Galway Features in Top 25 European Cities of the Future, Ranked as #1 Micro European City

Along with Dublin and Cork, Galway has featured on the “Top 25 European Cities of the Future” list in fDi Intelligence’s study of the most promising investment locations in Europe. fDi Intelligence is a publication of the Financial Times Ltd., and publishes a yearly ranking of the best investment locations in Europe. Galway was also ranked at the top of the list of “Micro European Cities”.

Ireland features prominently in the overall list of top cities with three entries: Dublin at #5, Cork at #24 and Galway at #25. Just 10 countries feature on the list of top cities, with the UK having the most cities (8), followed by the Netherlands (4), Ireland (3) and France (3).

Rank City Country
1 London UK
2 Helsinki Finland
3 Eindhoven Netherlands
4 Cambridge UK
5 Dublin Ireland
6 Munich Germany
7 Barcelona Spain
8 Berlin Germany
9 Amsterdam Netherlands
10 Reading UK
11 Edinburgh UK
12 Vienna Austria
13 Glasgow UK
14 Rotterdam Netherlands
15 Lyon France
16 Paris France
17 Grenoble France
18 Utrecht Netherlands
19 Birmingham UK
20 Ghent Belgium
21 Liverpool UK
22 Lisbon Portugal
23 Derby UK
24 Cork Ireland
25 Galway Ireland

Micro European Cities (< 100,000 people)

In the Top 10 Micro European Cities Overall, Galway claims top spot ahead of Waterford, Limerick and Coburg in Germany. Galway features at #2 behind Luxembourg in the Top 10 Micro European Cities for Economic Potential (Limerick is in ninth place).

The Top 10 Micro European Cities for Business Friendliness contains six Irish entries in its list: Newry in Northern Ireland tops the table, followed by Shannon, Galway, Drogheda and Limerick in the Republic of Ireland. Waterford also features at #7.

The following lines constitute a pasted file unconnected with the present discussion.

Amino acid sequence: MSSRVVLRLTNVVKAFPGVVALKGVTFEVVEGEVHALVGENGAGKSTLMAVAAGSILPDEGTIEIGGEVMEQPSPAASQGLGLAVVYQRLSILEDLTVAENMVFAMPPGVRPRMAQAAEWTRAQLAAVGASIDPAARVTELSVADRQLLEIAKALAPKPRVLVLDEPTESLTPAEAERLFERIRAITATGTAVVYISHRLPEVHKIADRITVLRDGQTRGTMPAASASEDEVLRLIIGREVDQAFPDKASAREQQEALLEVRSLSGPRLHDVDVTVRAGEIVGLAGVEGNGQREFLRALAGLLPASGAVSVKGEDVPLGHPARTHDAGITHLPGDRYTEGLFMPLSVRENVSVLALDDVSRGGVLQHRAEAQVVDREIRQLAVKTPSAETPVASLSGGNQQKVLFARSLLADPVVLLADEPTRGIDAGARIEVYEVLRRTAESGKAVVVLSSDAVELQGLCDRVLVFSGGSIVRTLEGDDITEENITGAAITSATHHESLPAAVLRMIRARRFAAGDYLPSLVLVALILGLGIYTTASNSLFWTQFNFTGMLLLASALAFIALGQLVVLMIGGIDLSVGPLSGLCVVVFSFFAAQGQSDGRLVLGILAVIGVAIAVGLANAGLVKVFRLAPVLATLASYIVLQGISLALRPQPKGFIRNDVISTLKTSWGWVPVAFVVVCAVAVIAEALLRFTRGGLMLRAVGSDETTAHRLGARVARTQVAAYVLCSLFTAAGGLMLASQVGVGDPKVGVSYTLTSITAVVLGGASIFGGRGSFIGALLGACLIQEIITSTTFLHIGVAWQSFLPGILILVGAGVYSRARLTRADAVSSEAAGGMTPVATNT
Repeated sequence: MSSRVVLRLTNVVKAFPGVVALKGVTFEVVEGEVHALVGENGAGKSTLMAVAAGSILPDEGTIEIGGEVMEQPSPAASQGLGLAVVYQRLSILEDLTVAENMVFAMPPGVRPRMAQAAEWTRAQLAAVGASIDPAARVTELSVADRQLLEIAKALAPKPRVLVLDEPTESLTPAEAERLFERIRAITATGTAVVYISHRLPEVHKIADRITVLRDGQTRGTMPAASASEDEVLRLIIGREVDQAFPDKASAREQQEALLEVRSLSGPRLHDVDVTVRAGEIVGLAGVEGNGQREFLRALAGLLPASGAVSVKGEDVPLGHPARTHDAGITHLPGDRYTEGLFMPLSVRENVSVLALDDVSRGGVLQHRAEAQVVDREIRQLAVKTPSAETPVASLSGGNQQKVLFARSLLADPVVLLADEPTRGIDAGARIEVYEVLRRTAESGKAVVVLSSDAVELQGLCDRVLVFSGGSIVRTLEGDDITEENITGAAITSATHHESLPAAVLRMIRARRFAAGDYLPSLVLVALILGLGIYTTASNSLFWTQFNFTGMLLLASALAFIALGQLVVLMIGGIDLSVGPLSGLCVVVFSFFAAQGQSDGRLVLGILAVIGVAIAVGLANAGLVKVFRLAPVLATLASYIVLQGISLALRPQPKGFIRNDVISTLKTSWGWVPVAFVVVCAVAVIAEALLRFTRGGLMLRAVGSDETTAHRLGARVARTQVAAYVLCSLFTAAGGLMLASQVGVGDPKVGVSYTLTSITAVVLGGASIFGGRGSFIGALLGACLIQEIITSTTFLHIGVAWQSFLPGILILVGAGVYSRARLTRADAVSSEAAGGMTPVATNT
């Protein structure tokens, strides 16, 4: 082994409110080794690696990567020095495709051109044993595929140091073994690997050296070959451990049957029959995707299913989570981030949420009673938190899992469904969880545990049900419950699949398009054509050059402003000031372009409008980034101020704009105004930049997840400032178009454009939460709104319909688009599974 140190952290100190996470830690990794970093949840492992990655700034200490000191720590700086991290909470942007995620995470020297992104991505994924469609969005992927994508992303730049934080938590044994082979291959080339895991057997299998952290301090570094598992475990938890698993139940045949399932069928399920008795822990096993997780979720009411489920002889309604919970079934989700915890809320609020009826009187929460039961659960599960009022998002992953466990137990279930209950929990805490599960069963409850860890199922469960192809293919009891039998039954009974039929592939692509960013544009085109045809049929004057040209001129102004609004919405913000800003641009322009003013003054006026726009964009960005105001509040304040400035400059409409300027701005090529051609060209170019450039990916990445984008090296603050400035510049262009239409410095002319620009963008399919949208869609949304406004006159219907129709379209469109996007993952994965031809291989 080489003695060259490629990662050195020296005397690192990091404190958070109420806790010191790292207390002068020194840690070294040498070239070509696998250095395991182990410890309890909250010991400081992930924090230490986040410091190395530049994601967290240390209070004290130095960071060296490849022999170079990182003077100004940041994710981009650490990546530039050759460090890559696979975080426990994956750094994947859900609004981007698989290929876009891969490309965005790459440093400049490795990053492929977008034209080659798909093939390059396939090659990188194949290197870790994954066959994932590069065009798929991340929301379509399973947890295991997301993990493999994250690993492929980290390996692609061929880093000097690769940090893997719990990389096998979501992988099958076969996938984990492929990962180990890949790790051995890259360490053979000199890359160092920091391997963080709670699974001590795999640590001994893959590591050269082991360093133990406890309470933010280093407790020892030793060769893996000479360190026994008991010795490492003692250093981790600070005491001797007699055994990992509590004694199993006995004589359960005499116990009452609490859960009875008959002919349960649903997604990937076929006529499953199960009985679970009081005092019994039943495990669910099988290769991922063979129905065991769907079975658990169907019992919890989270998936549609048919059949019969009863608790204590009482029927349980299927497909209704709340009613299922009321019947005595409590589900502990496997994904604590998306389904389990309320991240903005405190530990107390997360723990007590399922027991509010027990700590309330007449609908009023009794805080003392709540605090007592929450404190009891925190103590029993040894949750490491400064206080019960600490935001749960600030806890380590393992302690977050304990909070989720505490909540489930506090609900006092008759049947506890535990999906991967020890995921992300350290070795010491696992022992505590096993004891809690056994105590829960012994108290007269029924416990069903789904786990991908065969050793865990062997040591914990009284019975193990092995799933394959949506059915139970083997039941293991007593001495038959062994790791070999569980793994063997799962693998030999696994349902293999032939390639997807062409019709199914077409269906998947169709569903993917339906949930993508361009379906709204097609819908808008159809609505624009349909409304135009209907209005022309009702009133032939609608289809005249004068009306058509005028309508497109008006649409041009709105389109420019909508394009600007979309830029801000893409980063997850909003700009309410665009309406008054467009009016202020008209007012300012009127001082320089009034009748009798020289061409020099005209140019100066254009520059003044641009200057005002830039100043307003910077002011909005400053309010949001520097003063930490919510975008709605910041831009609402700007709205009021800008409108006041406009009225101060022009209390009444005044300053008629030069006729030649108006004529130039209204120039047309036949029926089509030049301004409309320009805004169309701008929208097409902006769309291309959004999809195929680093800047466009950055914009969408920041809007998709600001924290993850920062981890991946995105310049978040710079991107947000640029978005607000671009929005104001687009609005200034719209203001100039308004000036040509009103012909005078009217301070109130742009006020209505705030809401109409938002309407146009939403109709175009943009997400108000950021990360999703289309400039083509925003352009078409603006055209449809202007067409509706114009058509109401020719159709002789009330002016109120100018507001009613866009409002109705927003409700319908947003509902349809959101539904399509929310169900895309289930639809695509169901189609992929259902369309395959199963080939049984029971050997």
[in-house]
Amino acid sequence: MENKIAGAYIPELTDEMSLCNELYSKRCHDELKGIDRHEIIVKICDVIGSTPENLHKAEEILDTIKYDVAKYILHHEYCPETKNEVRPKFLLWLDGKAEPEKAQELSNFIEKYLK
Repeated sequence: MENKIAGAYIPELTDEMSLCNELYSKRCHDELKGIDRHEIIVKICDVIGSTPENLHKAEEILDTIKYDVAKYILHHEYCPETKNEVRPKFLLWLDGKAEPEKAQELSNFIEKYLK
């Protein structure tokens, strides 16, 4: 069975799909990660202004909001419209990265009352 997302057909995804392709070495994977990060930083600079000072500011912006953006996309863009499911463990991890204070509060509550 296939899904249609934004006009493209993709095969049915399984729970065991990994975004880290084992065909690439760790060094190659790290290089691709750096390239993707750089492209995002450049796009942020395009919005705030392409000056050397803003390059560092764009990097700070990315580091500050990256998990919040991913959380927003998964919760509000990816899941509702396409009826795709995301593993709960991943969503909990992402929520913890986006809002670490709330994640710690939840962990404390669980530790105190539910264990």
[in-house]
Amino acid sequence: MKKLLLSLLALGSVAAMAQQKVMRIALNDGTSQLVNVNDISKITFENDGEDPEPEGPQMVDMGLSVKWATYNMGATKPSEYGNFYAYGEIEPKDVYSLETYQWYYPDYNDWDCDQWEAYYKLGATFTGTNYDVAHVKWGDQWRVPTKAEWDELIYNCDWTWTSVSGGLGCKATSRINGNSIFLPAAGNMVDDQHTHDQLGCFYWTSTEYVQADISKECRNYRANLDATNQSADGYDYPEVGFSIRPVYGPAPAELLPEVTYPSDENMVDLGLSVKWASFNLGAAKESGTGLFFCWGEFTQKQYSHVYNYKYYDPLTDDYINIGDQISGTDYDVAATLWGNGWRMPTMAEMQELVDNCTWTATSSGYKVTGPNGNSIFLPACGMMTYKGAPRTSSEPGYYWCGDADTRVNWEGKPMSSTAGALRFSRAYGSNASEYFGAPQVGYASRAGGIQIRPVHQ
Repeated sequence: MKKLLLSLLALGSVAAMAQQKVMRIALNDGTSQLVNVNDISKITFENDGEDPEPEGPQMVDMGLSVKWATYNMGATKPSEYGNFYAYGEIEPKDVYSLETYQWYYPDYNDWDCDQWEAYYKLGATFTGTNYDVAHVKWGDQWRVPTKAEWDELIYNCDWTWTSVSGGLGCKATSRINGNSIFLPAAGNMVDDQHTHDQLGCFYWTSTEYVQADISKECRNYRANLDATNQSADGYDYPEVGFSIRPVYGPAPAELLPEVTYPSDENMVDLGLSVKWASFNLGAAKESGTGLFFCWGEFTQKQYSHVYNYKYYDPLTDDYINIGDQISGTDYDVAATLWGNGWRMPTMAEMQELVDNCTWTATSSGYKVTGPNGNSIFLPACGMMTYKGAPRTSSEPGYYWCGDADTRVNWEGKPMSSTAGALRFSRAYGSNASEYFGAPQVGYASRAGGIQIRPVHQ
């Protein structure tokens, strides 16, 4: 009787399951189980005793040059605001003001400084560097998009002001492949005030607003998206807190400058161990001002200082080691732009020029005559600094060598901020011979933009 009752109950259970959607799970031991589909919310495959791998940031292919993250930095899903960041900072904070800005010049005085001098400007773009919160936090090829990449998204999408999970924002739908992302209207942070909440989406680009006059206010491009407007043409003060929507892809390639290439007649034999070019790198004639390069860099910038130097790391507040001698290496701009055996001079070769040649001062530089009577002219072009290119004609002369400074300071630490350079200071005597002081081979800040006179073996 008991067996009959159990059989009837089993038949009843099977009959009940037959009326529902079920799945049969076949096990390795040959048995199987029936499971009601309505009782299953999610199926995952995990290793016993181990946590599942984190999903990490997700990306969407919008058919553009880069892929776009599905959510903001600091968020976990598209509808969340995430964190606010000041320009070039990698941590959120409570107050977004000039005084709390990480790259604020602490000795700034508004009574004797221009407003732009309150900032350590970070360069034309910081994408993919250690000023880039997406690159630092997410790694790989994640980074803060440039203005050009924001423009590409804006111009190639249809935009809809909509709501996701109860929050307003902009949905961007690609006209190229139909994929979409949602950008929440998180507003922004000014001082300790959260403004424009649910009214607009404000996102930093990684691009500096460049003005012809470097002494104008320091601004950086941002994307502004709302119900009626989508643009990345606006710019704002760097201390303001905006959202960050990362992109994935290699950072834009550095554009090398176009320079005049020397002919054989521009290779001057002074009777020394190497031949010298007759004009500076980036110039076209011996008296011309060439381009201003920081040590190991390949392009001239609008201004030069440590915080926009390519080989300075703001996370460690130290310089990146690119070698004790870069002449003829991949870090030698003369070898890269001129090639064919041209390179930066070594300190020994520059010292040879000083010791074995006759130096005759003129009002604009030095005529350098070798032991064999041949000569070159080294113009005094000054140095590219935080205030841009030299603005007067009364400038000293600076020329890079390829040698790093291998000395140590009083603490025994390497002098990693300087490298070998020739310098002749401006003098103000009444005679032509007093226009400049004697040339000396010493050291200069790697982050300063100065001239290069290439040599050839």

Under the Top 10 Micro European Cities for FDI Strategy, Waterford, Galway and Limerick are placed at #1, #2 (up from #10 last year) and #5 respectively. Limerick is eighth in the Top 10 Major European Cities for Human Capital and Lifestyle.

Major (> 750,000) and Small European Cities (100,000-350,000 people)

Cork is ranked eighth in the Top 10 Small European Cities Overall, and first in the Top 10 Small European Cities for Business Friendliness.

Dublin is ranked third in the Top 10 Major European Cities Overall, fourth in the Top 10 Major European Cities for Economic Potential, sixth in the Top 10 Major European Cities for FDI Strategy, and eighth in the Top 10 Major European Cities for Human Capital and Lifestyle (ahead of Barcelona and Helsinki).

Dublin (#3) and Cork (#10) are also featured in the Top 10 Cities for the UK and Ireland.

European Regions

The West Ireland Region is sixth in the Top 10 Small European Regions (< 1.5M people) for Business Friendliness, with the Dublin Region coming in first.

The Dublin Region was also #2 in the Top 10 European Regions for Business Friendliness, and #4 in the Top 10 Small European Regions for Economic Potential.

According to Cathy McReynolds, author of the report: “As a world region, Europe has been battered by recession storms in the past few years, yet there are signs of optimism, most recently with Ireland and Spain exiting their bailouts. Could we see a marked improvement in Ireland or Spain’s performance in the next rankings.”

Study finds a total of 1.8 million jobs in the EU app economy, with €17.5 billion in revenues taken in by EU app companies in 2013

European Commission Vice President Neelie Kroes with NUI Galway’s Dr John Breslin

Leaders from the EU app economy gathered in Brussels on 13 February for the launch of the Eurapp study report “Sizing the EU App Economy”, where guest speakers including Neelie Kroes and Rovio’s Peter Vesterbacka discussed the future of the EU app economy. Eurapp is a year-long project run by NUI Galway and Gigaom to look at the opportunities and challenges facing the EU app economy.

Launching the study, Neelie Kroes, Vice President of the European Commission, highlighted the importance of the app economy: “The amazing scale of the European app economy is big and getting bigger: with 1.8 million jobs, rising to nearly 5 million by 2018; with revenues of €17.5 billion, rising to €63 billion. Yet just 5 years ago, it didn’t exist at all.”

This “Sizing the EU App Economy” report focuses on sizing and qualifying the EU apps ecosystem, with an eye towards revenue generation, jobs supported, and the bottlenecks still facing EU apps developers. Key findings from the analysis by Gigaom Research’s Mark Mulligan and David Card, which is based in part on two surveys of developers targeting EU markets, include the following: